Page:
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Re: Which operation?

From: Mark Nottingham <mnot@mnot.net>
Date: Tue, 15 Jun 2004 10:06:02 -0700
Message-Id: <47A03728-BEEE-11D8-8A84-000A95BD86C0@mnot.net>
Cc: <distobj@acm.org>, <dorchard@bea.com>, <dbooth@w3.org>, <www-ws-desc@w3.org>
To: <paul.downey@bt.com>


On Jun 15, 2004, at 3:46 AM, <paul.downey@bt.com> wrote:
> AIUI in the above example either:
>
>   1) some mechanism beyond the GED* is being used to dispatch
>      an incoming schema1 to the individual operations
>
>   2) there is no mechanism - this WSDL is ambiguous.
>
> In the case of (1) it should be possible to describe the mechanism
> being used in a WSDL document, e.g.:
>
>    - a binding specific mechanism is being used, in which case a
>      binding specific description should be in place.
>
>    - it could be a generic addressing header mechanism, in which case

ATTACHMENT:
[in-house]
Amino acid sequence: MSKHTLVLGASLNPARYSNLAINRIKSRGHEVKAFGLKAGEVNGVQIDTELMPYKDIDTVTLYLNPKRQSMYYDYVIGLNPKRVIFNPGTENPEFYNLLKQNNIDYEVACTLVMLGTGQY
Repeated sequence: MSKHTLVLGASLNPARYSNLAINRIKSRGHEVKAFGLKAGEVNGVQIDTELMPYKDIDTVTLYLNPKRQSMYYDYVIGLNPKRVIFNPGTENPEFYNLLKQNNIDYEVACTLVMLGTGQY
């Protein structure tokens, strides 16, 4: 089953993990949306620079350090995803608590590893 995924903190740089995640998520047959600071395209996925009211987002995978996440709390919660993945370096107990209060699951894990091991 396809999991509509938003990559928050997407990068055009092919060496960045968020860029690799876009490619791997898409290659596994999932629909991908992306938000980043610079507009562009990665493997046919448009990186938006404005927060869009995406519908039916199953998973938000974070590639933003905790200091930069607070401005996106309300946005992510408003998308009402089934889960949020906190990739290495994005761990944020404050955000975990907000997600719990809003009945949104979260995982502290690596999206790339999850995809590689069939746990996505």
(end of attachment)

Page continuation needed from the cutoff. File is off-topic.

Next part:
>      we have extensions or F&Ps
>
>    - or it could be a mechanism describable in the interface, e.g.
>      another element or attribute uniquely identifies the operation.
>      Maybe this is the case a generic mechanism akin to XOP's use
>      of XQDM[1].
>
>    - finally it could be something completely out of band - my username
>      denotes i'm a Gold Paying Customer, or first 100 messages each day
>      are Gold, the remainder will be "bog-standard". I'm not sure what
>      we could do here in the WSDL language beyond kick it out to an
>      extension mechanism - this kind of interaction is outside of the
>      domain of WSDL and in that scary land of "policy".
>
> So WSDL could describe the dispatching mechanism being used via binding
> specific mechanisms or extensions and i don't think we should do 
> anything
> to prevent other to attempt to recognise (2) at the cost of not being 
> able
> to describe all of (1) as well as other unforeseen dispatching 
> mechanisms.

Yup; well said. I was only pointing out the common case of using URI 
components (e.g., path segments, query arguments) to do the dispatch, 
and therefore the desirability of describing them using bindings.

Cheers,

--
Mark Nottingham     http://www.mnot.net/
Received on Tuesday, 15 June 2004 13:06:07 GMT

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